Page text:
DEFINITION of Eurocommercial Paper

A eurocommercial paper (ECP) is an unsecured, short-term loan issued by a bank or corporation in the international money market, denominated in a currency that differs from the domestic currency of the market where the paper is issued.

BREAKING DOWN Eurocommercial Paper

To tap into the international money markets, corporations may issue eurocommercial paper to raise capital. Like other commercial papers, eurocommercial papers are rarely issued for a term longer than a year. In effect, ECPs are debt instruments issued by a borrower that needs funds in the short-term. The notes have maturities that range from 1 day to 365 days, the most common time to maturity being 182 days.

In addition to their short-term maturities, ECPs are classified as unsecured debt. This means that interest payment or principal payment obligations on the notes are not guaranteed by collateral, making it an attractive source of financing for borrowers. This also means that in the event that the issuer defaults or goes bankrupt, secured debt holders with the company will be settled first before ECP holders. While these debt securities may be issued in interest-bearing form, they are usually issued at a discount to face value in the form of a promissory note and quoted in the secondary market on a yield basis.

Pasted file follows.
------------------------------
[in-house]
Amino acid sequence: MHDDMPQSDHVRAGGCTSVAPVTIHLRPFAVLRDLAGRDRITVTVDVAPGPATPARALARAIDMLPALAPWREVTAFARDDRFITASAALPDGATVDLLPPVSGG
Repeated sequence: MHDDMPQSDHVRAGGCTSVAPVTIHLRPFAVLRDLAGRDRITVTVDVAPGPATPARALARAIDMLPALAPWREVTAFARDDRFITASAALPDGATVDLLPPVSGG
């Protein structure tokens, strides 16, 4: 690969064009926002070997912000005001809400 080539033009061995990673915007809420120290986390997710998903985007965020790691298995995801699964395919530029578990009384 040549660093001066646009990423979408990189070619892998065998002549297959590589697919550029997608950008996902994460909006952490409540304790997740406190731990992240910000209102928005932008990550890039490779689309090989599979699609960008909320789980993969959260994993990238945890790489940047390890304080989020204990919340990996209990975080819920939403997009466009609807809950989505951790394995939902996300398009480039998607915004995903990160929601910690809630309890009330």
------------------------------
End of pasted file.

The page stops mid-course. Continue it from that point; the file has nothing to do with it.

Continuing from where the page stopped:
Eurocommercial papers are usually issued in higher denominations of $100,000, with a minimum investment amount of $500,000. For this reason, the market is dominated by institutional investors who have access to these securities in the secondary market.

Issuers are particularly drawn to these debt instruments because the notes demand low interest rates. Since borrowers prefer to secure financing with as minimal cost of borrowing as possible, ECPs are an ideal source of capital. A distinct feature of these notes is that the currency they are denominated in differs from the currency of the market where the bond is issued. For example, if a U.S. corporation issues a short-term bond denominated in British pounds to finance its inventory through the international money market, it has issued eurocommercial paper. In this case, the U.S. firm seeks to encourage investment from pound-investors in the international money markets.

The settlement of eurocommercial papers is done through one of three clearinghouses, namely Euroclear, Clearstream, and The Depository Trust Company (DTC). ECPs are settled in two working days, and overnight settlement is not an option.